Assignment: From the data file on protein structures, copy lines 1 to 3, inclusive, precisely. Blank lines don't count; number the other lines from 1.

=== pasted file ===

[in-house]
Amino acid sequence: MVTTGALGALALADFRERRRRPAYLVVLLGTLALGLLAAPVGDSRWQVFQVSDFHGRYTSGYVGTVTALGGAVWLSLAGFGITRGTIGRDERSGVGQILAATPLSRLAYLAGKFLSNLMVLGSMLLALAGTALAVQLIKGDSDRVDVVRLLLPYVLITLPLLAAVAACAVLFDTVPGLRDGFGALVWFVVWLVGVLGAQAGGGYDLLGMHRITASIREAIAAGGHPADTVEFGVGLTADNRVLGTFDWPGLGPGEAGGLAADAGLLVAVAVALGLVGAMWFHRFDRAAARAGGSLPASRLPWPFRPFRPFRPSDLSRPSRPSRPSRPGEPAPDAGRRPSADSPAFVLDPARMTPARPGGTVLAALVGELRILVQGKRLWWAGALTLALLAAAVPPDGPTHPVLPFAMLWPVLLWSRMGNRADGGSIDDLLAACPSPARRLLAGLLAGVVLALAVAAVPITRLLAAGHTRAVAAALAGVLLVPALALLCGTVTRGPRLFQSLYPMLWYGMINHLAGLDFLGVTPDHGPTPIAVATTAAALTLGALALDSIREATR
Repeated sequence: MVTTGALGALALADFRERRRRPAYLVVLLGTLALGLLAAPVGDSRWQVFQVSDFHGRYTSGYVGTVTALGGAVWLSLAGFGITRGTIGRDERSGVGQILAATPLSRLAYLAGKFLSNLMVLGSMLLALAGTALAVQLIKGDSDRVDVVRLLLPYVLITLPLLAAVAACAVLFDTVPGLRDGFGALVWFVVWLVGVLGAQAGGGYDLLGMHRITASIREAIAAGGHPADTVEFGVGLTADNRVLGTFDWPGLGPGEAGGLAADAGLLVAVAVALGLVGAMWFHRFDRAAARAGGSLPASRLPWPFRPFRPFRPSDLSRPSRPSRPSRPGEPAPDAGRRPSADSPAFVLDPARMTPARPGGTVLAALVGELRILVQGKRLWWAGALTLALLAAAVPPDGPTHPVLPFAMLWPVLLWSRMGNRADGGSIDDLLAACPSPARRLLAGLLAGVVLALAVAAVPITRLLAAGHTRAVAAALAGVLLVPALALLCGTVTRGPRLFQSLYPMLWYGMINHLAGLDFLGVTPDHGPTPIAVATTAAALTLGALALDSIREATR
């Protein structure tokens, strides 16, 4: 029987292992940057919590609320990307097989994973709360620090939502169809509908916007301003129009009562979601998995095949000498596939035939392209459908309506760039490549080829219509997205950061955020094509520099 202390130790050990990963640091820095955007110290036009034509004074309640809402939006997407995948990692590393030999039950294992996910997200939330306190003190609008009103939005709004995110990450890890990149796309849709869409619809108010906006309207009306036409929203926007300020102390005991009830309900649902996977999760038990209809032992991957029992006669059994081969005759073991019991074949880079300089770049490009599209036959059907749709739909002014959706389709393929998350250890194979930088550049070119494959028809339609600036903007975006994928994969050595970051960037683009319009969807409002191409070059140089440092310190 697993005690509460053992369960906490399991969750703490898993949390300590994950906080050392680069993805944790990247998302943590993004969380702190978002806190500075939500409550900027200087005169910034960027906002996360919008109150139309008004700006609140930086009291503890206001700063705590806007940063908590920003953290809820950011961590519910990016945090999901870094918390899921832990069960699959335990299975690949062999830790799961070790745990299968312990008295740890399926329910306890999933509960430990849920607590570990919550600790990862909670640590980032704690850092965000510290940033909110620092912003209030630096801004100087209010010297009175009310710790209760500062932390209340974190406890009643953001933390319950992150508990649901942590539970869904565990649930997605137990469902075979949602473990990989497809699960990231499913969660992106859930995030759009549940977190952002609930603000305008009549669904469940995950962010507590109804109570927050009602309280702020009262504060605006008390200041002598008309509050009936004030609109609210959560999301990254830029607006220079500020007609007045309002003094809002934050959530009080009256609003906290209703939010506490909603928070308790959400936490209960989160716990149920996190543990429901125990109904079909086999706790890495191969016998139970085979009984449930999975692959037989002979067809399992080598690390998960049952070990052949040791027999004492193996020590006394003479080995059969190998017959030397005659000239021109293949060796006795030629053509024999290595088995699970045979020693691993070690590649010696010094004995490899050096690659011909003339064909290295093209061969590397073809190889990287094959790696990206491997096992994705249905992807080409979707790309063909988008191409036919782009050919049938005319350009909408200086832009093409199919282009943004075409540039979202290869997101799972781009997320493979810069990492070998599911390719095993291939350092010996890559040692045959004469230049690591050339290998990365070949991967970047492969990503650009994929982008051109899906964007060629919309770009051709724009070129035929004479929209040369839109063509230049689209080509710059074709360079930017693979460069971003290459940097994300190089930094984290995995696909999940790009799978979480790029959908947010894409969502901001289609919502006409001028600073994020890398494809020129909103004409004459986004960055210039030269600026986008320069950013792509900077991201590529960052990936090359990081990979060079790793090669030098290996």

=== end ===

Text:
[in-house]
Amino acid sequence: MVTTGALGALALADFRERRRRPAYLVVLLGTLALGLLAAPVGDSRWQVFQVSDFHGRYTSGYVGTVTALGGAVWLSLAGFGITRGTIGRDERSGVGQILAATPLSRLAYLAGKFLSNLMVLGSMLLALAGTALAVQLIKGDSDRVDVVRLLLPYVLITLPLLAAVAACAVLFDTVPGLRDGFGALVWFVVWLVGVLGAQAGGGYDLLGMHRITASIREAIAAGGHPADTVEFGVGLTADNRVLGTFDWPGLGPGEAGGLAADAGLLVAVAVALGLVGAMWFHRFDRAAARAGGSLPASRLPWPFRPFRPFRPSDLSRPSRPSRPSRPGEPAPDAGRRPSADSPAFVLDPARMTPARPGGTVLAALVGELRILVQGKRLWWAGALTLALLAAAVPPDGPTHPVLPFAMLWPVLLWSRMGNRADGGSIDDLLAACPSPARRLLAGLLAGVVLALAVAAVPITRLLAAGHTRAVAAALAGVLLVPALALLCGTVTRGPRLFQSLYPMLWYGMINHLAGLDFLGVTPDHGPTPIAVATTAAALTLGALALDSIREATR
Repeated sequence: MVTTGALGALALADFRERRRRPAYLVVLLGTLALGLLAAPVGDSRWQVFQVSDFHGRYTSGYVGTVTALGGAVWLSLAGFGITRGTIGRDERSGVGQILAATPLSRLAYLAGKFLSNLMVLGSMLLALAGTALAVQLIKGDSDRVDVVRLLLPYVLITLPLLAAVAACAVLFDTVPGLRDGFGALVWFVVWLVGVLGAQAGGGYDLLGMHRITASIREAIAAGGHPADTVEFGVGLTADNRVLGTFDWPGLGPGEAGGLAADAGLLVAVAVALGLVGAMWFHRFDRAAARAGGSLPASRLPWPFRPFRPFRPSDLSRPSRPSRPSRPGEPAPDAGRRPSADSPAFVLDPARMTPARPGGTVLAALVGELRILVQGKRLWWAGALTLALLAAAVPPDGPTHPVLPFAMLWPVLLWSRMGNRADGGSIDDLLAACPSPARRLLAGLLAGVVLALAVAAVPITRLLAAGHTRAVAAALAGVLLVPALALLCGTVTRGPRLFQSLYPMLWYGMINHLAGLDFLGVTPDHGPTPIAVATTAAALTLGALALDSIREATR